Creative Profile: Who Is James Jean And What Can We Expect From His Collaboration With BTS For HYBE Insight - Arts & Culture

The two-decade career of Jean is highlighted by inventive partnerships with fashion houses, graphic novels, and distinguished publications.

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It was recently announced that James Jean will be one of the first artists to be featured at the HYBE Insight, the entertainment company’s soon-to-open cultural space in their new building in Seoul. The Taiwanese-American artist will collaborate with BTS for an exhibition called Seven Phases, which will open on May 14.

While not a lot of official information has been released about the installation itself, many are interested in how Jean will incorporate his style with the globally-recognized boy band’s perspective. What’s for sure is that the group is a fan of the artist, with even BTS leader RM visiting one of Jean’s exhibits in 2019.

Early success

Born in Taiwan in 1979, Jean’s family moved to the New Jersey when he was three years old. He studied in Manhattan, at the School of Visual Arts, eventually graduating in 2001. Soon after, he started working as a cover artist for both Marvel and DC. His prolific work led to critical acclaim—earning him Eisner and Harvey awards—and traction for commissioned work and collaborations.

Some of the publications Jean has contributed to include The New York Times, Playboy, Time, and Rolling Stone. He has also done covers for Fables by Bill Willingham and The Umbrella Academy, Gerard Way’s cult favorite that became a Netflix hit.

Jean also has had a strong relationship with fashion, particularly with Prada. The Italian luxury house first partnered with the artist for a mural-wallpaper in its Soho, New York headquarters as well as their Spring-Summer 2008 line. Both featured fantastical imagery using fairies as the protagonist of the style story, which were revisited three years ago for the label’s menswear collection.

“I enjoy projects that are predicated on some kind of narrative, preferably one that feels personal and is not tied strongly to a specific time or location,” Jean tells North American textile company Maharam, who had a Q&A with the artist in time for their collaboration in 2013. “This way, it leaves space for me to weave various historical and geographical cues into a tapestry of images that feel familiar yet new and alien.”

Foray into fine art

In the same year of his Prada collaboration, Jean shifted his focus to painting. “I think the fine art always existed, and I always made work for myself, so when the commercial work was stripped away, the fine art was laid bare,” he told Maharam in 2013.  

When it comes to his creative process, the artist has the ability to focus. “I can very easily isolate myself for days working on a piece. I usually listen to podcasts or have documentaries playing,” he says in a 2015 interview with arts and culture magazine Neocha. “I’m addicted to new information, even though I retain very little. The voices allow me to become less self-aware about what it is I’m doing, which makes for a better picture and allows the process to surprise me along the way.”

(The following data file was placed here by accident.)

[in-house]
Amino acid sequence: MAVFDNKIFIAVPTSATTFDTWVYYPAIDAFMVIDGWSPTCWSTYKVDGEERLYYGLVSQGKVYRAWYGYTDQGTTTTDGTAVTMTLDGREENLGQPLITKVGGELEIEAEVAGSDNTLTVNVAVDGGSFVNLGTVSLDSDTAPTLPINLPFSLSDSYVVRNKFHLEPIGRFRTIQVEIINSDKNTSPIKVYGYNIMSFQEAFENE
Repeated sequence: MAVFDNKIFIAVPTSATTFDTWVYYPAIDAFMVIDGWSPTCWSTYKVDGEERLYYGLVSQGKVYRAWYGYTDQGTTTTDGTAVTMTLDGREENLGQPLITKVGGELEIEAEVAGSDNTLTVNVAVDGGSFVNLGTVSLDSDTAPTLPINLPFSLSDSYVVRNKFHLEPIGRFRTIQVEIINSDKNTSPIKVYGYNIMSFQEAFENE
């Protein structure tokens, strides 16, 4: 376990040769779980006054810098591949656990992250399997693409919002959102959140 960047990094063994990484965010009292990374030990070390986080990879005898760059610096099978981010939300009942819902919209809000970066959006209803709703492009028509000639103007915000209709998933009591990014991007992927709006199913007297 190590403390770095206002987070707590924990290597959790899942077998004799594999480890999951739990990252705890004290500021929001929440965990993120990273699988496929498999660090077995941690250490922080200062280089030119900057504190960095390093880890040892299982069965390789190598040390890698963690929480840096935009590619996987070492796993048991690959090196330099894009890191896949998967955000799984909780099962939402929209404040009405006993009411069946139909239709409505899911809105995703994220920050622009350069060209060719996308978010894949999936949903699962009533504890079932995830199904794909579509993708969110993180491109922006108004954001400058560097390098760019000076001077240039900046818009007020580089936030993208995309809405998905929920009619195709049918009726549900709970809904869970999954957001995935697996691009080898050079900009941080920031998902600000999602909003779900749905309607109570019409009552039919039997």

In that same interview, he says that there are recurring elements in his work, which might give a clue to what the BTS collaboration might look like: “foliage, spaghetti, veins, wedges of stratified land/cake. These elements form the landscape of my subconscious and constantly assert themselves in my compositions,” he says.

Creative process

The artist has actually been to the Philippines on quite a few occasions. Through artists talks and events with Fully Booked, he shared insights to his creative process.  

“I think my emotional state is separate from the diligence I put into making my work because part of being an artist, your practice should be, I think, a daily thing. Going to the studio, just work at it,” Jean shares in a video series for Fully Booked back in 2012. “There’s something mechanical and unemotional about the process but you still can’t help to be human. So your body’s just sort of this mechanical vehicle for your emotions and I keep trying to keep that vehicle operating on a daily basis.”

The fuel, he continues to explain in the video, could be subdued or angry, but, hopefully, ever moving. “My worst fear is, you know, being crippled by some kind of depression and not being able to get up and do anything,” he says. “I think by forcing myself to work, it kind of defeats any kind of, you know, emotionally debilitating feelings that can happen.”

Jean describes his design philosophy in the video as being a concentration on aesthetics, virtuosity, profanity, and the sublime. According to him, it explores the whole spectrum of visual communication and dreams.

The artist ends the short video by saying that he probably wouldn’t change much in his artistic journey if given a chance.

“It all seems to have worked out throughout the disappointments, the rejections, and the lessons learned along the way. I think the important lesson I learned early on was that I should always make the work that I’m interested in rather than trying to fill the expectations of someone else,” he says. “And that lesson came about after only a few assignments, and I tend to learn quickly.”

For more information, visit HYBE Insight.

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